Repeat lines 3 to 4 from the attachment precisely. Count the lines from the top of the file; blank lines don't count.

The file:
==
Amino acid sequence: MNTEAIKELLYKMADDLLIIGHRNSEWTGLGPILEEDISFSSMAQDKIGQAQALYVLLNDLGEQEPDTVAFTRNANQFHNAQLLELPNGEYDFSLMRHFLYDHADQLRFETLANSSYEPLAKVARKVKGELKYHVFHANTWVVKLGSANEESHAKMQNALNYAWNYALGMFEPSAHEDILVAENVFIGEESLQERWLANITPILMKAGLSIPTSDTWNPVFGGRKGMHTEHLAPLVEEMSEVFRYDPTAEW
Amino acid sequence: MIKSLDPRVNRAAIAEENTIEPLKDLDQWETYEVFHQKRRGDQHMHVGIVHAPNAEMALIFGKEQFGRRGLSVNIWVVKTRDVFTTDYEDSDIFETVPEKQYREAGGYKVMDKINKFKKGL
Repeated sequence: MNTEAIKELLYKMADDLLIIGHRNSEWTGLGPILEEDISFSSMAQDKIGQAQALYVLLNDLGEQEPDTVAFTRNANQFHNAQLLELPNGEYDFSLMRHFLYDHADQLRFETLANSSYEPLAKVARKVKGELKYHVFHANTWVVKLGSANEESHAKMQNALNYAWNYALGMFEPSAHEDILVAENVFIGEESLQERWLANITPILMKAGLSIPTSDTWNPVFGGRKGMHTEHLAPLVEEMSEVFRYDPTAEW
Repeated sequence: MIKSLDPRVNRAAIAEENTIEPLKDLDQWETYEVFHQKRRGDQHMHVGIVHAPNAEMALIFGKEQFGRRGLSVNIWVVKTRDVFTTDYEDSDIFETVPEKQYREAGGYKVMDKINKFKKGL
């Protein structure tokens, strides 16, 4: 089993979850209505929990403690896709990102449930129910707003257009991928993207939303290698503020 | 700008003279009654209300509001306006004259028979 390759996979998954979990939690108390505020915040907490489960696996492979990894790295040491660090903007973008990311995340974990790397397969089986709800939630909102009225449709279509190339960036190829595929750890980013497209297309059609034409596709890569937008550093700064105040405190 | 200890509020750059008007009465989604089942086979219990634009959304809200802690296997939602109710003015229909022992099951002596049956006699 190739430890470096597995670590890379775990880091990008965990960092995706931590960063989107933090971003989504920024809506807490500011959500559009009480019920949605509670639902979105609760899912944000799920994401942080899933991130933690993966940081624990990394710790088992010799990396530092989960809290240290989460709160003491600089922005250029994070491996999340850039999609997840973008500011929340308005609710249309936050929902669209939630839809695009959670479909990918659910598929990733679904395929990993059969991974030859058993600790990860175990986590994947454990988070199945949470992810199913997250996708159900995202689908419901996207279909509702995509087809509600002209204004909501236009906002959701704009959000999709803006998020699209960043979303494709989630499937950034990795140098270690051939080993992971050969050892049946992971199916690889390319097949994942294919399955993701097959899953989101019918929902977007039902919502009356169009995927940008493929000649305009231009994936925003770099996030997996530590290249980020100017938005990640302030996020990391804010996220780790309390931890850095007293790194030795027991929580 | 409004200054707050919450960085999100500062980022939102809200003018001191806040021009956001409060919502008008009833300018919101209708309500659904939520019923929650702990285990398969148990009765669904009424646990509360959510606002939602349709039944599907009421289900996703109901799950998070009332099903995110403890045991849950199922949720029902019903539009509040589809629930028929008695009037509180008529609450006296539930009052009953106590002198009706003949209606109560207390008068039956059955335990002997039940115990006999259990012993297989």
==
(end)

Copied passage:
Repeated sequence: MNTEAIKELLYKMADDLLIIGHRNSEWTGLGPILEEDISFSSMAQDKIGQAQALYVLLNDLGEQEPDTVAFTRNANQFHNAQLLELPNGEYDFSLMRHFLYDHADQLRFETLANSSYEPLAKVARKVKGELKYHVFHANTWVVKLGSANEESHAKMQNALNYAWNYALGMFEPSAHEDILVAENVFIGEESLQERWLANITPILMKAGLSIPTSDTWNPVFGGRKGMHTEHLAPLVEEMSEVFRYDPTAEW
Repeated sequence: MIKSLDPRVNRAAIAEENTIEPLKDLDQWETYEVFHQKRRGDQHMHVGIVHAPNAEMALIFGKEQFGRRGLSVNIWVVKTRDVFTTDYEDSDIFETVPEKQYREAGGYKVMDKINKFKKGL